Scalzi, John. 2007. The Last Colony. 316 pages.
Let me tell you of the worlds I've left behind.
John Perry returns as narrator in this third novel. (Others in the series include Old Man's War and The Ghost Brigades.) When we first meet him--in this novel that is--he is living along with Jane and Zoe on the planet of Huckleberry. (Also part of the package deal are Hickory and Dickory, two obin who love and protect Zoe.) Perry is the village's ombudsman--he hears and judges small disputes between individuals. His wife, Jane, is the constable. They're content with their lives. For the most part. But the Colonial Union isn't quite through with their plans for this couple, this family.
One day General Rybicki appears with a once-in-a-lifetime opportunity. He wants John and Jane to lead a new colony, the colony of Roanoke to be precise. They accept. But this new colony may just be the death of them all--and not just the new colonists, but for all of humanity as well. You see, the Colonial Union isn't being honest and up front about the situation. This colony isn't about settling a new planet, it's about war. The colony is nothing but a pawn in their newest scheme. They want to test the Conclave's threats. Will the Conclave really stop any non-member planet/species from colonizing? Will they really destroy any new settlements? What can Roanoke do to protect itself from this threat?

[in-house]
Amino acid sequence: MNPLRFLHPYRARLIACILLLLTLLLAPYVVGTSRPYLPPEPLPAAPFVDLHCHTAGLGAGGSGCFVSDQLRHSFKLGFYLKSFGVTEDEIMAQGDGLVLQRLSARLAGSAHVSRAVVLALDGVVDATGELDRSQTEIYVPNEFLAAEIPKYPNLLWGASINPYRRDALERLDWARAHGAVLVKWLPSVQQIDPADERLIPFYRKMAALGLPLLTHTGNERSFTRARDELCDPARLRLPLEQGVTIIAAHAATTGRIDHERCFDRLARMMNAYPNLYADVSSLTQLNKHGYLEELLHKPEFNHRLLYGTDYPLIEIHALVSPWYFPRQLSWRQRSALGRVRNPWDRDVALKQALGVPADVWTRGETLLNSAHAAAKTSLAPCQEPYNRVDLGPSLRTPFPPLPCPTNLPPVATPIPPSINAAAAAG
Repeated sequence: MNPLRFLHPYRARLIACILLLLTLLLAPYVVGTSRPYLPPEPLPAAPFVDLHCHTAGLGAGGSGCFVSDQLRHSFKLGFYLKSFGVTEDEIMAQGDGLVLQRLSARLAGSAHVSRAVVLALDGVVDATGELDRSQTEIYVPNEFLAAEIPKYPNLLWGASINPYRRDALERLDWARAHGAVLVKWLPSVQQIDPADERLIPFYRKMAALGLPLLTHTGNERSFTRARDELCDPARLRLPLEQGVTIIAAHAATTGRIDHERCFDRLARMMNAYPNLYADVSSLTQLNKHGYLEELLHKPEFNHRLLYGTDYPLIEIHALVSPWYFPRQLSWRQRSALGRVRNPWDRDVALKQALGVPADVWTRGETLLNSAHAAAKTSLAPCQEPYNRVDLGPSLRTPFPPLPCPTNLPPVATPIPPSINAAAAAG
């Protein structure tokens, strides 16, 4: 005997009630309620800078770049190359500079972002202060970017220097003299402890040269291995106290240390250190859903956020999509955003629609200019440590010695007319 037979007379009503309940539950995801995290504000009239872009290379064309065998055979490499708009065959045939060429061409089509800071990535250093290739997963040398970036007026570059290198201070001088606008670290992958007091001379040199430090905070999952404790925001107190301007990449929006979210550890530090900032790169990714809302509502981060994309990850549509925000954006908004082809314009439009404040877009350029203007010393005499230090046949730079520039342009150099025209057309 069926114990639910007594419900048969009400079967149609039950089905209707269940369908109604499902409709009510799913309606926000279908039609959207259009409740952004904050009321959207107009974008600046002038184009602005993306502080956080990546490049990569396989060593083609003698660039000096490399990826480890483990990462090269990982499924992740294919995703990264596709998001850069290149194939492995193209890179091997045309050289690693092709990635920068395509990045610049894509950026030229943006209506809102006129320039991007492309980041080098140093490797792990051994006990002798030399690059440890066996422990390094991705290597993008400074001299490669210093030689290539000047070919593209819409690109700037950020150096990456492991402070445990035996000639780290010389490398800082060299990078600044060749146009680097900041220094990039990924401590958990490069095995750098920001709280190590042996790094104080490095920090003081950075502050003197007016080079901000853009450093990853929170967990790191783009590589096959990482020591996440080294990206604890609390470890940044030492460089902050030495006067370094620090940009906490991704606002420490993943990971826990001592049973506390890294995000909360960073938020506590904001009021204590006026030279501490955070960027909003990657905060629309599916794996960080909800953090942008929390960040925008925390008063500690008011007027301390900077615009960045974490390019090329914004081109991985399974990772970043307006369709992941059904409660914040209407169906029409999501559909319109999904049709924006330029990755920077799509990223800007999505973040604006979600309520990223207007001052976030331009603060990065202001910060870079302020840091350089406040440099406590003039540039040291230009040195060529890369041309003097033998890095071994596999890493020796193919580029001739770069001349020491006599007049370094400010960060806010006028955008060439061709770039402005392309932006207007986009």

I enjoyed John and Jane. I had missed John's narration from The Ghost Brigades, so I was excited to have him back again. I enjoyed catching up with this family--to see how Jane and Zoe fit into John's life. How Jane settled into the family context since this was not part of her "Special Forces" training and she didn't have the human memories of the realborn to help her out. I wouldn't have minded an easy-going novel set on the planet of Huckleberry, in all honesty, with its relatively mundane problems. But what we have instead is a very exciting, very intense war novel. John and Jane (along with the other colonists) have to puzzle out the situation for themselves. Who can be trusted? Who has humanity's best interest in mind? Are they willing to just be a pawn?
© Becky Laney of Becky's Book Reviews
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